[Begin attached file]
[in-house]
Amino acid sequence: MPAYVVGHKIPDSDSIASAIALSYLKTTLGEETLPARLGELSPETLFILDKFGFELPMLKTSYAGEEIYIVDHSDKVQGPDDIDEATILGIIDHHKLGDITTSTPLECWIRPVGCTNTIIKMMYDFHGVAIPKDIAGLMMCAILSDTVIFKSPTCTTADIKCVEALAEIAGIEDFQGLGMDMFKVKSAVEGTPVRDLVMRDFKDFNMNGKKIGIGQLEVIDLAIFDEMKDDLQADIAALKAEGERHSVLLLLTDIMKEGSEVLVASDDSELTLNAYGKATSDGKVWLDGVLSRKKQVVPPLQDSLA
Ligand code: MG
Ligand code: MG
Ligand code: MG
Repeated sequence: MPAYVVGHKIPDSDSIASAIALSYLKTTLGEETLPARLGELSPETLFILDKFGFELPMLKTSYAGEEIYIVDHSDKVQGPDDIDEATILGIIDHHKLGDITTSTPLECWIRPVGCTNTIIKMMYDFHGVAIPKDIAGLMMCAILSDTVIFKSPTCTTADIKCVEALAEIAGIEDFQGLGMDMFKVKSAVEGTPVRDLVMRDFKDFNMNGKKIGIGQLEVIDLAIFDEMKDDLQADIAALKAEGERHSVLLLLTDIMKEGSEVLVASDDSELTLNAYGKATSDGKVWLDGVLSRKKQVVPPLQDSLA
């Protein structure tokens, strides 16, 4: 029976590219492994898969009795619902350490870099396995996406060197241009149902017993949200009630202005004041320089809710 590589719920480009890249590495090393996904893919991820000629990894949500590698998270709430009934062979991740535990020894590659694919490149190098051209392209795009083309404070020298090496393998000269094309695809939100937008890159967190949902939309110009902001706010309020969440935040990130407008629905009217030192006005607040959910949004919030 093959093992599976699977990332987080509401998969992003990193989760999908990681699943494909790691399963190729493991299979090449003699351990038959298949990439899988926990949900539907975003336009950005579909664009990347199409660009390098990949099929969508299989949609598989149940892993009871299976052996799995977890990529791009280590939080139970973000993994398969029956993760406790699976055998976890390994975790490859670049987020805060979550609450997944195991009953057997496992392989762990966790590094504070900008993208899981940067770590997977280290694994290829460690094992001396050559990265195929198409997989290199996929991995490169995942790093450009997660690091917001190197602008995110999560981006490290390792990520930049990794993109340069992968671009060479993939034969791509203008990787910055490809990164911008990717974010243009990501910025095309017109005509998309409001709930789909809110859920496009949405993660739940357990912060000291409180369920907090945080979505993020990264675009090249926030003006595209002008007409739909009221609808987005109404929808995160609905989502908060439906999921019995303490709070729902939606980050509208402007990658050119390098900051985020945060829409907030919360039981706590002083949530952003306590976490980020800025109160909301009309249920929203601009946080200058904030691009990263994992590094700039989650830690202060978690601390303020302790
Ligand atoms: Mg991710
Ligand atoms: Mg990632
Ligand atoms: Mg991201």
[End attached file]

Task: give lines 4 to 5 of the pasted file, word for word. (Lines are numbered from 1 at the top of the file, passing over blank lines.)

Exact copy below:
Ligand code: MG
Ligand code: MG